Shabazz Napier

    Shabazz Napier quietly had his first season with a double-digit scoring average in 2019-20. He was also tied for 29th in the league in assists per 75 possessions.

    The key for Napier is consistency from beyond the arc. Last season, he was well below average, but he has it in him to be better. Over the 2016-17 and 2017-18 seasons, the 29-year-old guard shot 37.4 percent from deep.


    Dion Waiters

    It's been an interesting recent stretch for Dion Waiters. Since the start of the 2016-17 campaign (four seasons), he's averaged 32.5 appearances per season because of injuries and suspension. In 2019-20, he appeared in just 10 games.

    When he does play, it's fair to wonder if his shoot-first game contributes at all toward winning.

    Still, Waiters is on the right side of 30 (he turns 29 in December) and has shown flashes of the kind of scoring ability that might help some benches. He might be worth another flier, assuming it's a veteran minimum.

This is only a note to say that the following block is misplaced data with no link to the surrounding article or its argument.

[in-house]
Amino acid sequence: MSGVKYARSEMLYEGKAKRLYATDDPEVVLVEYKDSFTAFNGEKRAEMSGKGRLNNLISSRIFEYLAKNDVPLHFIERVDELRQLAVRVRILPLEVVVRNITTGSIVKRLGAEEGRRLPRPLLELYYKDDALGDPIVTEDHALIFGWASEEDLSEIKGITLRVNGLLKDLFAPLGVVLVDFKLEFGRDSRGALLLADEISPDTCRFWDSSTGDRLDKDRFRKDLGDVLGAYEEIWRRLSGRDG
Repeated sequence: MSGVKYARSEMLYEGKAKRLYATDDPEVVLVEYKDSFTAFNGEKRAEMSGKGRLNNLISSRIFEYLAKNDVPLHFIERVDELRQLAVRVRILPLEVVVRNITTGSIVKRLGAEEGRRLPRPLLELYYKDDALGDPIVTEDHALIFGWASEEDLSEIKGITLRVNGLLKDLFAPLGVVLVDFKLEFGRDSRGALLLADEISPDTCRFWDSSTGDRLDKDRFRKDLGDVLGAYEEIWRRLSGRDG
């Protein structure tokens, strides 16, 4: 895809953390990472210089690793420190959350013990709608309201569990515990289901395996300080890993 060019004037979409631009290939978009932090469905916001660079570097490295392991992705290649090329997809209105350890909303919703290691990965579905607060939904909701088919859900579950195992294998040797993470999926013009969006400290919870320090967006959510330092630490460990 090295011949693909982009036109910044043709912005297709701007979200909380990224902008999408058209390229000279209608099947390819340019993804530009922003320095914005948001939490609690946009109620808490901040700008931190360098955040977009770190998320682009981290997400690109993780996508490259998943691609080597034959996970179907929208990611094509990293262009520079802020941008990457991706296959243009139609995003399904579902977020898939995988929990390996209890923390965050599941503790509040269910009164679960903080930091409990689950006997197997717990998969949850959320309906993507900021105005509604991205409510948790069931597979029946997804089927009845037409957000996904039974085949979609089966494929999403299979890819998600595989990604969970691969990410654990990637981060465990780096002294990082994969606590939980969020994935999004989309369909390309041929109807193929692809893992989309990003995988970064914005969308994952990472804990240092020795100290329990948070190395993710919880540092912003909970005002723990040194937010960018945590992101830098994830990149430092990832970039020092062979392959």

Frank Jackson

    This is another nod to potential. The advanced numbers on the first two seasons of Frank Jackson's career were frankly terrible, but he's only 22 years old.

    If he can rediscover the shooting ability that helped make him a prized recruit for Duke and later got him drafted, he can be a helpful end-of-the-bench guy.

    On a minimum contract, he's worth a flier.


    Glenn Robinson III

    In his sixth NBA season, Glenn Robinson III had something of a breakout for the Golden State Warriors and Philadelphia 76ers.

    He averaged 11.7 points (his previous career high was 6.1) and 1.2 threes while shooting 39.1 percent from the beyond the arc.

    Statistically, he didn't provide much beyond that. And he's not an elite perimeter defender. But in today's NBA, shooting can be enough to get on the floor.


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    Bob Leverone/Associated Press

    Skal Labissiere

    Skal Labissiere has the kind of size and athleticism that helps a player stick around the NBA for a while even without gaudy numbers. What could make him a rotation player is outside shooting.